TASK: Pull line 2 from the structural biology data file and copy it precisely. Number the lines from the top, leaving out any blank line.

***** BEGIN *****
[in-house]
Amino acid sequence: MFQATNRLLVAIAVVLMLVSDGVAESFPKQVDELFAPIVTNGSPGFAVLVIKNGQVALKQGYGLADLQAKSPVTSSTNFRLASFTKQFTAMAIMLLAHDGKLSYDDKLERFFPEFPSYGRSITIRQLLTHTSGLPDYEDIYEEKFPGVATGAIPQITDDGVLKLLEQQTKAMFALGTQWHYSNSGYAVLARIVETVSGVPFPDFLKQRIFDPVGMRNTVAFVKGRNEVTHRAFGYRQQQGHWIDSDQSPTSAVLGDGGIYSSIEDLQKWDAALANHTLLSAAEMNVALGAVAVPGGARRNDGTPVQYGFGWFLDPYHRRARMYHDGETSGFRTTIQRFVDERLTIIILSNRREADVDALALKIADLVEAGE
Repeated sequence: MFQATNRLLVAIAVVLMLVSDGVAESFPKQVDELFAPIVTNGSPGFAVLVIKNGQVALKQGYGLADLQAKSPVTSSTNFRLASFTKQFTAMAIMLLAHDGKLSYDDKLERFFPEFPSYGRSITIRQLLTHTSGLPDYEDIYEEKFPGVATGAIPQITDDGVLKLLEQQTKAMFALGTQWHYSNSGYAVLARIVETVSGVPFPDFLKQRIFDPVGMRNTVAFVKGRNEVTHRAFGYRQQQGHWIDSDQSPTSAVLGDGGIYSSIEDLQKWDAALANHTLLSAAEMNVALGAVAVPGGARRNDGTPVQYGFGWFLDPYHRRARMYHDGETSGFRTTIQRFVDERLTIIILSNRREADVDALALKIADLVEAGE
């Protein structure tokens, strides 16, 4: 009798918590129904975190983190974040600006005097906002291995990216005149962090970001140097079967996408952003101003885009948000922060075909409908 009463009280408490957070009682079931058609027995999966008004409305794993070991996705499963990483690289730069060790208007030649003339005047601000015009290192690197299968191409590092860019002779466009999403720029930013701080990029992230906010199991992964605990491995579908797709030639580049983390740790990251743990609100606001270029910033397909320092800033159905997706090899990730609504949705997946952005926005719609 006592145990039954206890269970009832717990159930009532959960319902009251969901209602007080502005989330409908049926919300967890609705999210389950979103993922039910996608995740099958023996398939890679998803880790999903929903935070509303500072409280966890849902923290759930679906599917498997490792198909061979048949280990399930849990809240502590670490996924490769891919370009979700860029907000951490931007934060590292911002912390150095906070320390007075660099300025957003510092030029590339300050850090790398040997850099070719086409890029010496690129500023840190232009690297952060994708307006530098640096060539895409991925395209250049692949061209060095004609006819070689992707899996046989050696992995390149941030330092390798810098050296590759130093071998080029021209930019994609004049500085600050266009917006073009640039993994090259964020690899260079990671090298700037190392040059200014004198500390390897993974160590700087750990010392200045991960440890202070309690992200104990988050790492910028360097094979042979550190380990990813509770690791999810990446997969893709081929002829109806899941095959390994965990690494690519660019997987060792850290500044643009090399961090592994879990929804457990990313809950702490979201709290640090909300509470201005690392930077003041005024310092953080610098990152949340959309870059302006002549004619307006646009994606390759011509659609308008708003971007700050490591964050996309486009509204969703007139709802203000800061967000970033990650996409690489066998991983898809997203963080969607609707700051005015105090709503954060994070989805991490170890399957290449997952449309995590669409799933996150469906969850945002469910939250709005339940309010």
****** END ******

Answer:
Amino acid sequence: MFQATNRLLVAIAVVLMLVSDGVAESFPKQVDELFAPIVTNGSPGFAVLVIKNGQVALKQGYGLADLQAKSPVTSSTNFRLASFTKQFTAMAIMLLAHDGKLSYDDKLERFFPEFPSYGRSITIRQLLTHTSGLPDYEDIYEEKFPGVATGAIPQITDDGVLKLLEQQTKAMFALGTQWHYSNSGYAVLARIVETVSGVPFPDFLKQRIFDPVGMRNTVAFVKGRNEVTHRAFGYRQQQGHWIDSDQSPTSAVLGDGGIYSSIEDLQKWDAALANHTLLSAAEMNVALGAVAVPGGARRNDGTPVQYGFGWFLDPYHRRARMYHDGETSGFRTTIQRFVDERLTIIILSNRREADVDALALKIADLVEAGE